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Unfortunately, the games that i want to make are too expensive, both in terms of time and money, for our small studio to develop. I don't have enough people to finish it in a relevant timeframe or even finish it at all. We have to focus on simple, "doable and sellable" games.


There's nothing wrong with dreaming big, or having that pet "one day, when I can" project. Its great that you realize its not the time for those now.

However, usually those big ideas are big because we've put a lot of non-game stuff into them. A big story, crazy set-piece-moments, cinematic, or more content than you can shake a stick at. But somewhere in there is the core game play which all that stuff hangs off of; find out what those elements are that make it fun to play, and you can probably build around them at much smaller scale. If you hesitate and say "but my games aren't fun or special enough without all that chrome", you're mistaken--what you really mean to say is "but my games aren't fun or special enough." Period. Full stop. If a large scale game is actually fun you can always simplify while maintaing what's fun about it.

What I would discourage you to do is to try to beat the big guys at their own game. Not on console, not on PC, not on mobile. Make a game that's fun, marketable, and monetizable--don't emulate others in the market or be a trend-chaser.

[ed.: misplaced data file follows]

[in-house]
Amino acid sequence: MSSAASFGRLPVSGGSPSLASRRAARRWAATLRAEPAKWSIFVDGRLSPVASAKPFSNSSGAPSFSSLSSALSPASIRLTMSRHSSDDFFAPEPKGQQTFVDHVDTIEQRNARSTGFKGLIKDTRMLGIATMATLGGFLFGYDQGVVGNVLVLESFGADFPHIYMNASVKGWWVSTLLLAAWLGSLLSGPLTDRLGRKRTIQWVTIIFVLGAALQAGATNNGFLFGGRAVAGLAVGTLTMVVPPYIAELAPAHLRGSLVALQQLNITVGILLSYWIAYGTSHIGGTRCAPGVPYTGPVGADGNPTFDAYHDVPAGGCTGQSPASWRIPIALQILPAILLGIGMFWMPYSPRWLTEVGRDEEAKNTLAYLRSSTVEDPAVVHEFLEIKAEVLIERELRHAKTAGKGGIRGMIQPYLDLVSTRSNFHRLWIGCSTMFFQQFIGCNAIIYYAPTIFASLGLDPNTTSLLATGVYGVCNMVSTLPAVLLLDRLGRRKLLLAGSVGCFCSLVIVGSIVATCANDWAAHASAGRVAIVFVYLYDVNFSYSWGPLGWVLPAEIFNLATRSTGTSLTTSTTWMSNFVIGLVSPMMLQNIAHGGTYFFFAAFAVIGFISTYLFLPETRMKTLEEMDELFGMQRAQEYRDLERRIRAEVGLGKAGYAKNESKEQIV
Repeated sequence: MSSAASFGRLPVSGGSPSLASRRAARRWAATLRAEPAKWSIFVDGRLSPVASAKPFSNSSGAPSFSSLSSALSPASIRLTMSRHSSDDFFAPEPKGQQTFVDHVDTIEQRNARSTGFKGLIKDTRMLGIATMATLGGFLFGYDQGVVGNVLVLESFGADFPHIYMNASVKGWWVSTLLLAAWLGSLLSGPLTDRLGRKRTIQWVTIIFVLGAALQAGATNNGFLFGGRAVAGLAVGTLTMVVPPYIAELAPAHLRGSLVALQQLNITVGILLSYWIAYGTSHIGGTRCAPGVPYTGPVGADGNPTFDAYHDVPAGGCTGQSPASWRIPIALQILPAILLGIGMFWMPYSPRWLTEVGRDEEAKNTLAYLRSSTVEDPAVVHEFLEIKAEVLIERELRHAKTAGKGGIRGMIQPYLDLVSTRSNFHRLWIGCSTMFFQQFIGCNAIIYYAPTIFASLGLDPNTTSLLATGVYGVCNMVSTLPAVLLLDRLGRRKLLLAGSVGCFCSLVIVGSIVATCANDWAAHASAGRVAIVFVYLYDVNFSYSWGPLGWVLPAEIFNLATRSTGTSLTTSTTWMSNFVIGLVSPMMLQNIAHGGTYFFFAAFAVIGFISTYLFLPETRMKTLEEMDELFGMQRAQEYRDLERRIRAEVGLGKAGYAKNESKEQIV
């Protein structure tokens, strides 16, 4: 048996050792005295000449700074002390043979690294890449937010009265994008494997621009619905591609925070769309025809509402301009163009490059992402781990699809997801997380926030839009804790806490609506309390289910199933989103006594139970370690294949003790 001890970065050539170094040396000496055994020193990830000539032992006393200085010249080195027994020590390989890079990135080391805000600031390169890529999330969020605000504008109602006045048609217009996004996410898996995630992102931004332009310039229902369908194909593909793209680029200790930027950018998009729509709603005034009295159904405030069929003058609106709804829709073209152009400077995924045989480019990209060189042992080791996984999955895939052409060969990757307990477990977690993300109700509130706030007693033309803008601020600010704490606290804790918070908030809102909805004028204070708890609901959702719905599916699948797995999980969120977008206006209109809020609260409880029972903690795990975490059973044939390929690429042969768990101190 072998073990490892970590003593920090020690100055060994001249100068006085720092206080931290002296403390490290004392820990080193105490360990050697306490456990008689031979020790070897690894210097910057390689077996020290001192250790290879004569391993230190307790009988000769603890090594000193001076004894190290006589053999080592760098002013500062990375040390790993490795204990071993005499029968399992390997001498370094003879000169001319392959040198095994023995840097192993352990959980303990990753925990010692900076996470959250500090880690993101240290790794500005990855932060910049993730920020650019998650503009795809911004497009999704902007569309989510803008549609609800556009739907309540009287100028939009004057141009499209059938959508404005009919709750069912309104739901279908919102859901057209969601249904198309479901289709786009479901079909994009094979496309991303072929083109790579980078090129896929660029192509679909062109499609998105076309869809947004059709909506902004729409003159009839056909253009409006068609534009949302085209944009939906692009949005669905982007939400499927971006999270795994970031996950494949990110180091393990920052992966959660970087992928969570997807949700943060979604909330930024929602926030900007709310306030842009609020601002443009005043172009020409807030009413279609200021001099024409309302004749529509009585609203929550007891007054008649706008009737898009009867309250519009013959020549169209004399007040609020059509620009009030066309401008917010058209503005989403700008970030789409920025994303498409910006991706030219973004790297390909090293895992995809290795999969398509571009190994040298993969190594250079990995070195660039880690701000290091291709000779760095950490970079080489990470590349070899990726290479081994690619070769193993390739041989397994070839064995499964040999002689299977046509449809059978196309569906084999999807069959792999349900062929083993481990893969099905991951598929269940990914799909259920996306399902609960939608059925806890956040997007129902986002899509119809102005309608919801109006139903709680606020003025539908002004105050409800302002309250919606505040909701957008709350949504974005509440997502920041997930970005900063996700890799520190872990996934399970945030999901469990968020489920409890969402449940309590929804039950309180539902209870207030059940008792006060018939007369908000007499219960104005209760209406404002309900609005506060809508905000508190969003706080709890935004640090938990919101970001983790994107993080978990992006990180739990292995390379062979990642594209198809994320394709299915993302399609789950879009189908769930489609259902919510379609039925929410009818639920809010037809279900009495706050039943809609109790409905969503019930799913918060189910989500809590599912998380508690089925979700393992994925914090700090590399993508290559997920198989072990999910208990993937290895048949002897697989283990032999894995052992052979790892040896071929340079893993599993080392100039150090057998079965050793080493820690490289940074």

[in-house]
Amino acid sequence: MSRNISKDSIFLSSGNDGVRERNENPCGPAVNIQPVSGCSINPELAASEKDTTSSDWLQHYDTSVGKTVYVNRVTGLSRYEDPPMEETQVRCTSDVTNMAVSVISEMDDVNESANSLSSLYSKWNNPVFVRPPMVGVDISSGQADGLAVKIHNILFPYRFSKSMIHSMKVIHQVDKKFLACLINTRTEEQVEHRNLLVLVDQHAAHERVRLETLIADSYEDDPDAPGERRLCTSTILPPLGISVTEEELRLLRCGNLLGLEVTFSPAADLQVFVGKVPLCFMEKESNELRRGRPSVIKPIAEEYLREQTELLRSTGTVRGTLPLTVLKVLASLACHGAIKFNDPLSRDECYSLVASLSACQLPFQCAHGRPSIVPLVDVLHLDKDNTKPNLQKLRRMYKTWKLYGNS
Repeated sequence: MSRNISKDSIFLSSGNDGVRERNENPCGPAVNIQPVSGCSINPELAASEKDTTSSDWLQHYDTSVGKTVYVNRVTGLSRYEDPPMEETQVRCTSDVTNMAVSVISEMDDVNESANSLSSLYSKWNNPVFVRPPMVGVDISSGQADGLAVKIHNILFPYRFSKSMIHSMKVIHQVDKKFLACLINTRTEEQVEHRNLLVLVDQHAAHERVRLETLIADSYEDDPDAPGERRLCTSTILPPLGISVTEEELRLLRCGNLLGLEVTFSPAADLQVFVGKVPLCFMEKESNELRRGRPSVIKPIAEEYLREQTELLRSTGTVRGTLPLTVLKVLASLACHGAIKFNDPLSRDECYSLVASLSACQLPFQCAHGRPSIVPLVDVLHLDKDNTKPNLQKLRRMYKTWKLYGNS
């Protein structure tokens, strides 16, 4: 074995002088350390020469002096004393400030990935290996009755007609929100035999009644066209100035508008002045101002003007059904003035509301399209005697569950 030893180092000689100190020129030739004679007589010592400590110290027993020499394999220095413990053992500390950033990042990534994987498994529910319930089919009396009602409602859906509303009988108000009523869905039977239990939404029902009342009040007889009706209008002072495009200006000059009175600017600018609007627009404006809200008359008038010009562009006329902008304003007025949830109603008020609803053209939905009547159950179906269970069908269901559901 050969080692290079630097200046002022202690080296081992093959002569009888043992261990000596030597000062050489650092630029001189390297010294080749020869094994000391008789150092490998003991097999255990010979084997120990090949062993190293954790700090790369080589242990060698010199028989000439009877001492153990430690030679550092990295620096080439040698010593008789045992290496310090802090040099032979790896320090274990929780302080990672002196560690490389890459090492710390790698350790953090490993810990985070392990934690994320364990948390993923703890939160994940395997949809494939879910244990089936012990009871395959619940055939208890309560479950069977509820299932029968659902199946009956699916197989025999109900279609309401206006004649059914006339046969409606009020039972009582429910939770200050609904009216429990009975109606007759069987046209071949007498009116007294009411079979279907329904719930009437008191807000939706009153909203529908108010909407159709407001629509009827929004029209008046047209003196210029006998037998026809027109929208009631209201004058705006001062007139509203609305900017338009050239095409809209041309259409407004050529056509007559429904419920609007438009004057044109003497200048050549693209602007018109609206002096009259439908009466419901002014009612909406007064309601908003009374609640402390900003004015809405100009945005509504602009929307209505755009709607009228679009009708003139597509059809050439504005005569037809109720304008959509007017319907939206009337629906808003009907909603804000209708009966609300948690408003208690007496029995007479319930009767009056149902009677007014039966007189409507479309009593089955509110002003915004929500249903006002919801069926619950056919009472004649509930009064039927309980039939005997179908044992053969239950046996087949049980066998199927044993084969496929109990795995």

Try to create a game that only you can make, but not one that only you will want to play. It doesn't have to be unique to all-time, it just has to be yours -- perhaps put your own stamp on some classic formulas.

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Also, as far as monetizing your creation, pay-to-own is all but a dead-end on mobile unless you've got a reputation or are a AAA studio making AAA content. On Android especially precisely no one does pay-to-own because cracks and side-loading are too prevalent. Its somewhat less of an issue on iOS or even WindowsPhone, because the environment is more closed to that sort of thing, but still almost no one does pay-to-own because the android ecosystem has set the anchor (rightly or wrongly), or because any game that wants to also appear on android needs to monitize as a freemium title. Even if you could, the iOS ecosystem has been a race to the bottom, and charging more than a buck is considered outright heresy by most users--people will give you negative reviews for pricing your pay-to-own title at even 1.99.

 

On the PC, or if you can gain access to the consoles, pay-to-own is still the dominant model, with most prices in the range of 4-15 bucks. You really need to get on a good distribution channel though -- mostly Steam on the PC. You can offer your game through your own site as well, and take a bigger piece of the pie, but still most buyers will come through the channels they already know and are integrated into.

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One thing I would advise is examining the actual development and operational costs of a product before looking at the market. You may find that the operational costs of something like a free to play game reliant on IAPs may actually be higher than you're willing to pay, as an example (ergo, nipping that option right away).